Keystone XL rejected: the tide is turning

This morning, President Obama announced his administration's rejection of the proposed Keystone XL pipeline. The decision came after a seven-year State Department review, during which time a mass movement emerged linking the pipeline project to climate change.

Climate Solutions Senior Policy Advisor KC Golden comments:

The tide is turning. In 2007, Candidate Obama said “Let’s be the generation that finally frees America from the tyranny of oil.” Today, President Obama – emboldened by five years of non-stop people power – stood up to that tyranny.

In rejecting the KXL permit, the President affirmed our power to wage and win the battle for our best and only viable future, a clean energy future. New fossil fuel infrastructure investments like Keystone XL would forsake that future, locking us in to climate chaos. And with the clean energy revolution gaining steam, these investments are as unnecessary as they are unconscionable.

We can produce sustainable prosperity and share its fruits much more equitably than Big Oil does. We can make a just transition to clean energy and free our economy and our politics from the grip of big oil’s power. We don’t have another dollar or minute to waste on projects like Keystone XL that take us backward.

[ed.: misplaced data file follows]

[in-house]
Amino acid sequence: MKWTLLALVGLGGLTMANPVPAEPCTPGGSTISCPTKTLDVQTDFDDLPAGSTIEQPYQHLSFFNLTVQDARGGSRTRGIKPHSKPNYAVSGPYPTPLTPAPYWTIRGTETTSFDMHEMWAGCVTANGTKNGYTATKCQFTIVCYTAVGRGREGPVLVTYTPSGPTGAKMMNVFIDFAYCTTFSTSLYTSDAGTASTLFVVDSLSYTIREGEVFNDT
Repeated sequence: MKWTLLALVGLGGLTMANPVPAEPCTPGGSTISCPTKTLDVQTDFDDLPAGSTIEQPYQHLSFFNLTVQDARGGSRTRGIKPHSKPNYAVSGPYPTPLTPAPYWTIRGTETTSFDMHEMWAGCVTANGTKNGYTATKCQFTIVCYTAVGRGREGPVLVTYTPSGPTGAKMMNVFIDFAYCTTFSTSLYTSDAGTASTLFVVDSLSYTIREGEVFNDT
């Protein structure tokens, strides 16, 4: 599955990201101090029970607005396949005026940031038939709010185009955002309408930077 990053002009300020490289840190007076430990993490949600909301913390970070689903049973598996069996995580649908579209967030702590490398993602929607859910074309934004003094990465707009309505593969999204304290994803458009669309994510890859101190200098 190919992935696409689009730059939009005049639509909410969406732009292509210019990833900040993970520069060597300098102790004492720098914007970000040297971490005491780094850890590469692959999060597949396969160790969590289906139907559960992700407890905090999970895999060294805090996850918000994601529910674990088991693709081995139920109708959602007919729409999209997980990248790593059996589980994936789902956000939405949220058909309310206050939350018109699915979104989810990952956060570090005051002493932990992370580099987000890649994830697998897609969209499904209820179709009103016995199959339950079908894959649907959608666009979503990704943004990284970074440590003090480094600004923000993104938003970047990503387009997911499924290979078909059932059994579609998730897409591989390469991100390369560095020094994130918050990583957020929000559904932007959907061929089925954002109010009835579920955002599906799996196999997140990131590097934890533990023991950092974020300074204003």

More of our coverage of Keystone XL:


Author Bio

KC Golden

former Senior Policy Advisor, Climate Solutions

KC shapes policy and communication strategies, with the goal of changing what's "possible" so we can do what's necessary. "Cynicism," he insists, "is capitulation."

He has served as a special assistant to the Mayor of Seattle for clean energy and climate protection initiatives and as an Assistant Director in Washington's Department of Community, Trade, and Economic Development, where he directed the state's Energy Policy Office. From 1989 to 1994, he was Executive Director of the Northwest Energy Coalition, a regional alliance working for a clean, affordable energy future.

KC is a leader in the national climate movement, serving on the boards of (where he is Interim Board Chair) and the US Climate Action Network. He has also been active in the utility industry, helping Seattle City Light become the first major carbon-free electric utility in the late 1990s, and as a Governor's representative to the Executive Board of Energy Northwest, a regional public power consortium. 

KC was one of Seattle Magazine's "Power 25" most influential people, and its #1 "Eco-Hero." In 2012, he received the Heinz Award for Public Policy for his lifetime achievement as a climate advocate and policy architect.

KC earned his Bachelor's Degree at the University of California, Berkeley, and was a Kennedy Fellow at Harvard's Kennedy School of Government, where he received a Master's in Public Policy. He retired from Climate Solutions' staff at the end of 2018.

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